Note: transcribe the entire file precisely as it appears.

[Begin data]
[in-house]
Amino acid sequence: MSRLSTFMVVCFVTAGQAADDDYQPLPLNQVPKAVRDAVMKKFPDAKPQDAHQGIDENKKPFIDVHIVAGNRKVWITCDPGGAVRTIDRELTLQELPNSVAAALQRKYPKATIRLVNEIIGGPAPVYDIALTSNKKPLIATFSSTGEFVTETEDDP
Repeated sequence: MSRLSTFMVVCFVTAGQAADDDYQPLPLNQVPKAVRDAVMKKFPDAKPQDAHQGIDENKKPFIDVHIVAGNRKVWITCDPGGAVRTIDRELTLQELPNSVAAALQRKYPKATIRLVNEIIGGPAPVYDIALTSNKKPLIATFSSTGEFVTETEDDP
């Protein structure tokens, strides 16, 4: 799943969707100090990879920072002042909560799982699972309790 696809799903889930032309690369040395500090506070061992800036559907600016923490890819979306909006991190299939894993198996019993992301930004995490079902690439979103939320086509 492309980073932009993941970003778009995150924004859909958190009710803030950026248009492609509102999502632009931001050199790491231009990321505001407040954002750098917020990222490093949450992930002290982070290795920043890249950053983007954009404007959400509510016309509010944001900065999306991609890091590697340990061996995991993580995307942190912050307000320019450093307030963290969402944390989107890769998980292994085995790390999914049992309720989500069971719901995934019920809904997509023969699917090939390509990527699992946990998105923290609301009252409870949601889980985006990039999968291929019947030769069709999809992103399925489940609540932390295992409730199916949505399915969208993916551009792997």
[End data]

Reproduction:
[in-house]
Amino acid sequence: MSRLSTFMVVCFVTAGQAADDDYQPLPLNQVPKAVRDAVMKKFPDAKPQDAHQGIDENKKPFIDVHIVAGNRKVWITCDPGGAVRTIDRELTLQELPNSVAAALQRKYPKATIRLVNEIIGGPAPVYDIALTSNKKPLIATFSSTGEFVTETEDDP
Repeated sequence: MSRLSTFMVVCFVTAGQAADDDYQPLPLNQVPKAVRDAVMKKFPDAKPQDAHQGIDENKKPFIDVHIVAGNRKVWITCDPGGAVRTIDRELTLQELPNSVAAALQRKYPKATIRLVNEIIGGPAPVYDIALTSNKKPLIATFSSTGEFVTETEDDP
């Protein structure tokens, strides 16, 4: 799943969707100090990879920072002042909560799982699972309790 696809799903889930032309690369040395500090506070061992800036559907600016923490890819979306909006991190299939894993198996019993992301930004995490079902690439979103939320086509 492309980073932009993941970003778009995150924004859909958190009710803030950026248009492609509102999502632009931001050199790491231009990321505001407040954002750098917020990222490093949450992930002290982070290795920043890249950053983007954009404007959400509510016309509010944001900065999306991609890091590697340990061996995991993580995307942190912050307000320019450093307030963290969402944390989107890769998980292994085995790390999914049992309720989500069971719901995934019920809904997509023969699917090939390509990527699992946990998105923290609301009252409870949601889980985006990039999968291929019947030769069709999809992103399925489940609540932390295992409730199916949505399915969208993916551009792997």